Cardiff's 21-20 win over Fiji at the Arms Park, less riveting than the scoreline makes it sound, was scarcely a persuasive argument in any Welshman's favour, but the fact remains that when it comes to intuitive knowledge of the game and how to put that into practice this is the place to come.
Mark Ring is still turning out in the Cardiff centre at the age of 33, still doing a useful job in nurturing the much younger players around him. And now he is being courted by West Hartlepool, who may be stuck at the bottom of the English First Division but fancy they know quality when they see it. He is not alone: Leeds are said to be considering another of Wales's older guard, Paul Thorburn.
Ring can be envisaged playing an identical role with West to that which Paul Turner, who happens to be a close personal friend, has with Sale. They were in the Second Division when Turner arrived at Heywood Road; West will be as good as in the Second Division by the time Ring is qualified for their final four league fixtures.
If Ring, who has signed a non-binding registration form, were to leave Wales, one has to assume that - like Turner - he would be lost to Welsh rugby altogether. For all his guru status up north, Turner has never been asked to do anything back home since his move to Manchester, whereas the Rugby Football Union has taken all the advantage it can, even down to involving him in the North divisional set-up.
Were he to move too, Ring could well follow the same path - always supposing that in the meantime he is not lured away by the alternative lucre said to be on offer from Kerry Packer. The Australian media magnate is attempting to get his hooks into individuals prepared to forsake the establishment for another of his pies in the sky, an alternative European club competition.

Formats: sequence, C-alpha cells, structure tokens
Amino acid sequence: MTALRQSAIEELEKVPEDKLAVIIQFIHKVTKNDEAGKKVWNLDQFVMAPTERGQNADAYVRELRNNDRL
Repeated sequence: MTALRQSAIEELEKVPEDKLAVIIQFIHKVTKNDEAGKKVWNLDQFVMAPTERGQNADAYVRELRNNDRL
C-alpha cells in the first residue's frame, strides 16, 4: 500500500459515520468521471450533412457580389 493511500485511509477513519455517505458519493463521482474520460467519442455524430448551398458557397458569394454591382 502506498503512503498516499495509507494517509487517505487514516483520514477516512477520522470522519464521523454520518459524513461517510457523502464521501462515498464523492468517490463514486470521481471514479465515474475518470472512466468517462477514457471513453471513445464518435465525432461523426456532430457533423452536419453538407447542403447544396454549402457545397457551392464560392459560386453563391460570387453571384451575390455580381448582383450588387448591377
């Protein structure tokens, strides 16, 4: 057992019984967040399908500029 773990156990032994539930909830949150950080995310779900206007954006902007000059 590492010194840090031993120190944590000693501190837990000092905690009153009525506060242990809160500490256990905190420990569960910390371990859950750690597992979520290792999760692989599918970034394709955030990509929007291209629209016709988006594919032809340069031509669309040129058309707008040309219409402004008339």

We shall see. Of more immediate concern is that the Fijians develop tighter discipline, in restricting the penalties they concede as well as in the more obvious sense of keeping their tempers, so as to augment the breathtaking natural talent and athleticism with which they use the ball.
This is a tall order when the referees they encounter are prone to whistle while they work rather than stay silent a precious second or two pending advantage. Eddie Murray, alas, was an all-too-familiar case in point. The natural Fijian game is one of vivid, more or less constant movement and our domestic rugby's penchant for wilfully slowing things down all too easily stifles these best of intentions.
No wonder the tourists are looking forward to having Paddy O'Brien officiating against Wales on 11 November and Ireland a week later. Eight of Saturday's beaten team play in New Zealand and, lo and behold, O'Brien is from Oamaru, South Island.
How convenient, and, as it happens, Brad Johnstone, the Fijians' technical adviser, is from Auckland. "We are finding it hard to generate our play with so many stoppages," he said. "They are two different worlds: rugby in the northern hemisphere is very stop-start, very kick-and-chase sort of football; in the southern hemisphere they generally try to keep the ball in hand and the game moving. Two patterns have evolved, but I'm sure every rugby player in the world wants to run with the ball and score tries."